SAN JUAN, Puerto Rico, Jan. 3, 2018 —
Evan and Leah Morgan have been inseparable since 2010, their freshman year at Marshall University in Huntington, West Virginia.
The husband-and-wife team from Huntington District, U.S. Army Corps of Engineers, knew they wanted to support the recovery mission in Puerto Rico. The only consideration was timing -- would the stars align so this couple could deploy together?
The answer came Nov. 14, when Leah, a district contract purchasing agent, deployed to Puerto Rico to support the Task Force Power Restoration mission. Evan, a civil engineer, wouldn’t join her until Dec. 22.
Leah is an administrative support assistant for TF Power. Her position became available first. Once she arrived and settled into the job, a light clicked on in her head one day. “I create the tasker requests to bring people down here, so I said, ‘Evan is an engineer; he can do this work.’ So I alerted him when civil engineers were needed here,” she said.
The Morgans are native West Virginians. In fact, Leah was born in Cabell Huntington Hospital, just eight blocks away from the district office. Evan hails from Clarksburg, about a three-hour drive from Huntington. Leah began working at the district in 2010, as a student employee at age 18. She became a permanent employee in 2014.
“We were married Dec. 13, 2014, in the same church where my parents exchanged their vows,” Leah said. Evan graduated the next day with an undergraduate degree in civil engineering. Leah had graduated seven months earlier with an undergraduate degree in biology.
“We agreed that it would be easier for my family to travel here for our wedding, since my graduation ceremony was the same weekend and they only had to travel once,” Evan said.
Motivation Straight From the Heart
Their reason for volunteering to deploy to Puerto Rico is clear: their motivation is straight from the heart.
“Now that I’ve had time to think about it, I wanted to step out of my comfort zone,” Evan said. “I had family that wanted me to spend the Christmas holidays with them, but they were understanding. I really wanted to be with my wife and to help my fellow Americans.”
“I yearn for adventure, so I like to take those giant steps,” Leah said. “Where I come from, families are close-knit and not spread out. Most people are content with that -- why would you want anything more? But, for me, I want to go out and experience the world and, of course, I want to contribute and help people who are suffering.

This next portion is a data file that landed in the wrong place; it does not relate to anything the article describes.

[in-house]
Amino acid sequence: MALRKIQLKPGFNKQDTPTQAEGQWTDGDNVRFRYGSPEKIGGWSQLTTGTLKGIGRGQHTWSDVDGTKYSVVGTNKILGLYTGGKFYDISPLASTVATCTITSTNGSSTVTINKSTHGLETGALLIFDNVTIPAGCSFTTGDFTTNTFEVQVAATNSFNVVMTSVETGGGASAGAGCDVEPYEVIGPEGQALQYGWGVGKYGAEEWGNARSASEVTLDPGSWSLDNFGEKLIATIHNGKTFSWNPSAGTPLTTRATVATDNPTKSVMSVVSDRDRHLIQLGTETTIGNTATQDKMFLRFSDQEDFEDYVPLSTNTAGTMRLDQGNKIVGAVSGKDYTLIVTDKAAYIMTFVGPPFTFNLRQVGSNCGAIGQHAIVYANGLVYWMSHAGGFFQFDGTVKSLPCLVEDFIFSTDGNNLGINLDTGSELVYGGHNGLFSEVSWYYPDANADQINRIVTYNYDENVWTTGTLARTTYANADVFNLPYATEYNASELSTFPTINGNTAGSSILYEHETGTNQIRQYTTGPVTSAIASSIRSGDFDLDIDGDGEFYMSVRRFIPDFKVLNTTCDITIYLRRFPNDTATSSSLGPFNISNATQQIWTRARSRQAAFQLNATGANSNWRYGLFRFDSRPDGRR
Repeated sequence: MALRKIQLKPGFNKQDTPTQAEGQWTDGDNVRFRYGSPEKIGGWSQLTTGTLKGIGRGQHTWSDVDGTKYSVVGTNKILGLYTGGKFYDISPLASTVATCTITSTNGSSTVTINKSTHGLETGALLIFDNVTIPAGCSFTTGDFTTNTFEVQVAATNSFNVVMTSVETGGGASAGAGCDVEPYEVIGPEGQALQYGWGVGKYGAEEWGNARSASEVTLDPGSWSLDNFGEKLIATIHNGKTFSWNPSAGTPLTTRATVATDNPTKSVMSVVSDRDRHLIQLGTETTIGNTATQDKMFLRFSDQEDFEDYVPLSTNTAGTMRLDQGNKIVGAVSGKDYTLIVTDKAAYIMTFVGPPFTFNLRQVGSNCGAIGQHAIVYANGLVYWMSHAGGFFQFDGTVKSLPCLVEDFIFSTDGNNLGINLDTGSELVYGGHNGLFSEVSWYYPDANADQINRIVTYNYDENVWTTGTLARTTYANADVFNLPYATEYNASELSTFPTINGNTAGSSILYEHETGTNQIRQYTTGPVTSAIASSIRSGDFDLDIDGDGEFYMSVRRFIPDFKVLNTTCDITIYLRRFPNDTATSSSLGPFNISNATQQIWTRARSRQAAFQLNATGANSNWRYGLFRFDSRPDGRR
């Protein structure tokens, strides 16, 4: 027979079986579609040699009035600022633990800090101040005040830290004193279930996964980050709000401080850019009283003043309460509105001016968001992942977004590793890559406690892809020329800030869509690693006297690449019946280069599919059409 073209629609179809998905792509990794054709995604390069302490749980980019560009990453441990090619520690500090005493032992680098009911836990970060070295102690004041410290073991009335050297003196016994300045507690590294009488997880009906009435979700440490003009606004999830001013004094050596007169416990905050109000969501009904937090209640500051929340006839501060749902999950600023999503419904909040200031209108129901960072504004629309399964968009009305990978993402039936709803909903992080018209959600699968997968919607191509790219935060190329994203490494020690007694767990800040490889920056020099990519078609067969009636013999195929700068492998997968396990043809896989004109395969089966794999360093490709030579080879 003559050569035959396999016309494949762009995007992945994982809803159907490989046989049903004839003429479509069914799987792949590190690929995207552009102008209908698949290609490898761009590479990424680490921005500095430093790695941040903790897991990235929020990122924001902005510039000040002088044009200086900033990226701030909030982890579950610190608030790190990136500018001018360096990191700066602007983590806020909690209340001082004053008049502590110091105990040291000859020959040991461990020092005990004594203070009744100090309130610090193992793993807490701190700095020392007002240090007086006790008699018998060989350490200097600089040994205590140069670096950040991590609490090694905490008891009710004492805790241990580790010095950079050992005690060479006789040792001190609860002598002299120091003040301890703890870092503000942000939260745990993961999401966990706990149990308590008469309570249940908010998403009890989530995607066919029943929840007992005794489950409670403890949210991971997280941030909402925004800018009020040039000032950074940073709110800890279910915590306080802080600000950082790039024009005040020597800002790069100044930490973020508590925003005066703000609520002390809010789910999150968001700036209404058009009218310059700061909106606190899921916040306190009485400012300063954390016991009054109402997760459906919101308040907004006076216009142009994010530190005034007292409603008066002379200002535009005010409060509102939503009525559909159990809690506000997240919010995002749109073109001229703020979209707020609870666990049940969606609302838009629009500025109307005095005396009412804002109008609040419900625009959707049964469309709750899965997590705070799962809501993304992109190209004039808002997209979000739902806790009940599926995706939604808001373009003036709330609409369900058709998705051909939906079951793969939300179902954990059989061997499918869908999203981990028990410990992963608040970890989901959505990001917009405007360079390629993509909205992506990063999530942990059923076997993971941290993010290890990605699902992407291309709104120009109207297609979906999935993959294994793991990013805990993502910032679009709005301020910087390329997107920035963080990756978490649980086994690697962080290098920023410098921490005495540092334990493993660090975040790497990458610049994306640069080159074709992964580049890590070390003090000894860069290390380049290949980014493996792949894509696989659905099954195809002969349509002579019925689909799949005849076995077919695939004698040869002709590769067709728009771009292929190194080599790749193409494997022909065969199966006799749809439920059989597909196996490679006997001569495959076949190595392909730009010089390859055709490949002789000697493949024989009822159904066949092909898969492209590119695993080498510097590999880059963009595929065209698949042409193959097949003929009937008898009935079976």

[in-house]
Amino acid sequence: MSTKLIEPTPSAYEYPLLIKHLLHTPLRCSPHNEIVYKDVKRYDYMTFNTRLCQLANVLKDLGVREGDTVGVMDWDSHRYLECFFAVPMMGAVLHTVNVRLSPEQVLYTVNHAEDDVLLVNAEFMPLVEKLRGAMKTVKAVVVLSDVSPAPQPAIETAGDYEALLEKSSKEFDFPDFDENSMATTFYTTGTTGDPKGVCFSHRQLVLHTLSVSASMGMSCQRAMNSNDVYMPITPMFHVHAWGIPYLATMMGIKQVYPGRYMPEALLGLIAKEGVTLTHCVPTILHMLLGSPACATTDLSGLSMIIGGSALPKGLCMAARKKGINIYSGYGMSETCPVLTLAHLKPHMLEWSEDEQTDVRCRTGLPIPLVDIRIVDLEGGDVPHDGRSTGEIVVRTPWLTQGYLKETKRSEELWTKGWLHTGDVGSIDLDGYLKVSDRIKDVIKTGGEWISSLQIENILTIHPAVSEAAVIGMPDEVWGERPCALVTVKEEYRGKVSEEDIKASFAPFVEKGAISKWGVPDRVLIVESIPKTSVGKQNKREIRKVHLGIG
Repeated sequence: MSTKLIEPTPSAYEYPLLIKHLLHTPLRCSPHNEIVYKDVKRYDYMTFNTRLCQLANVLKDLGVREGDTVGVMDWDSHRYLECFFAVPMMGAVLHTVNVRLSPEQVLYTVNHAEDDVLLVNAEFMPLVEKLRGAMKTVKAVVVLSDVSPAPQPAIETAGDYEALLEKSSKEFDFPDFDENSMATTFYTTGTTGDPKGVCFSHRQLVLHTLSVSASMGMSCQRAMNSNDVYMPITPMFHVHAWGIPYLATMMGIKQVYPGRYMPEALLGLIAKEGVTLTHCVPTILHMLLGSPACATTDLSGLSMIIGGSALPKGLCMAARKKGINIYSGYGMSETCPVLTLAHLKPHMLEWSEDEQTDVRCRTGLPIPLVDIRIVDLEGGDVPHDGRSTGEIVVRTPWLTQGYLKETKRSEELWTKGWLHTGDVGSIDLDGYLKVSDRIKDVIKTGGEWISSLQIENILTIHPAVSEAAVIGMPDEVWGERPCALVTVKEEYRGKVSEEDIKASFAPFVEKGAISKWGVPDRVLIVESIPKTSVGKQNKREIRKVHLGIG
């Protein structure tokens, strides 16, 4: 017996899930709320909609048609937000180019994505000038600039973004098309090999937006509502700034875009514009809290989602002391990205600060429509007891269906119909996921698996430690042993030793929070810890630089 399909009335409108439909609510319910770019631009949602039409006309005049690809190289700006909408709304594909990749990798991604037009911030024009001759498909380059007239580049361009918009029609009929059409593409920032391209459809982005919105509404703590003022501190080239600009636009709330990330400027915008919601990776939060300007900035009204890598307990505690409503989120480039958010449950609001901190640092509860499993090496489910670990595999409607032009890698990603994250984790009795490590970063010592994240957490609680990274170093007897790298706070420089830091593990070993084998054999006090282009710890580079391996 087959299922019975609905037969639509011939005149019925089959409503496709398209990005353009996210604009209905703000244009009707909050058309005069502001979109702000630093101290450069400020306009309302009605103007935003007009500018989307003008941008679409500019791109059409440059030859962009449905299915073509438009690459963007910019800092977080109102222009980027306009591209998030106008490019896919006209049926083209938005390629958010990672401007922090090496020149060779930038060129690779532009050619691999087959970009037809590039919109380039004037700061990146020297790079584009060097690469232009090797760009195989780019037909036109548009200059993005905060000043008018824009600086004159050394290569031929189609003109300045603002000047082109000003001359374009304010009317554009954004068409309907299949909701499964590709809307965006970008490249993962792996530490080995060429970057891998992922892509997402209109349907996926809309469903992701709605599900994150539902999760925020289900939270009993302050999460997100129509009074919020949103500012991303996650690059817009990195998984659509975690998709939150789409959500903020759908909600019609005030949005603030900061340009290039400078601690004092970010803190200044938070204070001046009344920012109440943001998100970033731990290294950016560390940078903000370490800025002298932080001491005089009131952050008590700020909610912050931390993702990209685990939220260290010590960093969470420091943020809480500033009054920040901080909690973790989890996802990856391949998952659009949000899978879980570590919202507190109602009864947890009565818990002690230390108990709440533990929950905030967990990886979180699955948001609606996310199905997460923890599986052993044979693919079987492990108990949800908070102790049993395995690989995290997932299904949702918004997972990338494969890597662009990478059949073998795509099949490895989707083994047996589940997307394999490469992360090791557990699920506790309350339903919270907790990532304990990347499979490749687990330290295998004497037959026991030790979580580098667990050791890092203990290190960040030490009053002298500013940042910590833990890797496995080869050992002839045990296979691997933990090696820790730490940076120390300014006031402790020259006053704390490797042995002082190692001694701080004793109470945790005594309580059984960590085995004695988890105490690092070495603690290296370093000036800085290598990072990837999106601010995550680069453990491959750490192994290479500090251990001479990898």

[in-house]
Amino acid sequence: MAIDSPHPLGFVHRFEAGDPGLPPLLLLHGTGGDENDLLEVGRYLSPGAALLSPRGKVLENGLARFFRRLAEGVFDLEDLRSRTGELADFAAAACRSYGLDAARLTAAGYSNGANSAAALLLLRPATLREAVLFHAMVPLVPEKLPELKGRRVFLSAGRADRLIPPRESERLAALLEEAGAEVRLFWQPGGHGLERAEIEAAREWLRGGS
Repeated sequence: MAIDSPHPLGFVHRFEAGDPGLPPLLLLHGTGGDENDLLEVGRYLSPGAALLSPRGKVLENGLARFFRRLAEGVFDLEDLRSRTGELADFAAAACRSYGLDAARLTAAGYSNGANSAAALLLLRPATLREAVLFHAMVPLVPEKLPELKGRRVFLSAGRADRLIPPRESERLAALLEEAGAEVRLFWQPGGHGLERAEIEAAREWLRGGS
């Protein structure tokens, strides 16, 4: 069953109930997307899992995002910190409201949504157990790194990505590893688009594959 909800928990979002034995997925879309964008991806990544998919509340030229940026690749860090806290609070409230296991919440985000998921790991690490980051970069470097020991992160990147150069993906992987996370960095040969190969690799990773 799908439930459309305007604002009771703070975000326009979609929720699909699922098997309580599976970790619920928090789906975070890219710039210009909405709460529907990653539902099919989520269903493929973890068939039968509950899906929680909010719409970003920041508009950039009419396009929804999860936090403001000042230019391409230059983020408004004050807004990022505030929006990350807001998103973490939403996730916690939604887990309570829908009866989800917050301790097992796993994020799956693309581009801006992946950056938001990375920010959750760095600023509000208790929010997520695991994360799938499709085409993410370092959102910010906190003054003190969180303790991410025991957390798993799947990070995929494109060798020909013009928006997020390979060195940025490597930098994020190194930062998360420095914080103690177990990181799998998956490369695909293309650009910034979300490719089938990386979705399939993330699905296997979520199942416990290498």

“So I saw deployment here as a golden opportunity to develop professionally and personally; not only because it is a good stepping stone for my career, but I love Spanish,” she continued. “I’m not fluent, but I did study for four years in college. I wanted to take hold of the opportunity to experience the one-on-one personal conversation.”
Leah said her Spanish has improved, although she’s still a bit rusty speaking it.
“I’ve always been good at reading and writing Spanish, almost fluently,” she said. “I’m picking up more from listening to the language. I struggle because most citizens here want to speak English and show you they can speak it well. Practically no one I know or come across in public back home speaks Spanish, so I never get the opportunity.”
Evan said he’s thinking about extending his deployment, and that means he’ll have to give up a sweet project that he’s been working on back home involving hydraulic modeling of two major river systems. “The models help the Corps plan for major storm events by identifying structures in the floodplain that would be affected should the water rise to a certain level,” he explained.
Both Leah and Evan have been here over the holidays, with Leah even missing Thanksgiving Day at home.
An Instinct to Act
“I often hear people say, ‘Somebody else will take care of that.’ I’m very much the opposite,” Leah said. “If I see a need, I have this instinct to act. I saw the need for volunteers to come down here, especially over the holidays, a time when it’s most inconvenient. So I thought, ‘If no one else is going to step up at this time and support this critical mission, I want to be the one to do it, and be able to say that I did it.’”
Evan is an usher at First Missionary Baptist Church in Culloden, West Virginia, and Leah serves as a Sunday school teacher.
“I teach a great group of girls, ages 7 to 11,” she said. “I usually have five or six on Sunday mornings. … They sent me a package, and it contained a hand-drawn Christmas tree with ornaments and notes and messages on it, and a big star on top. It was about 3 feet wide and 4 feet long, and it made me tear up. When I opened it, it had hand cut-out paper snowflakes.” Leah is set to return home Jan. 12. She said this deployment has been one of the most challenging experiences of her life and, by far, the most rewarding.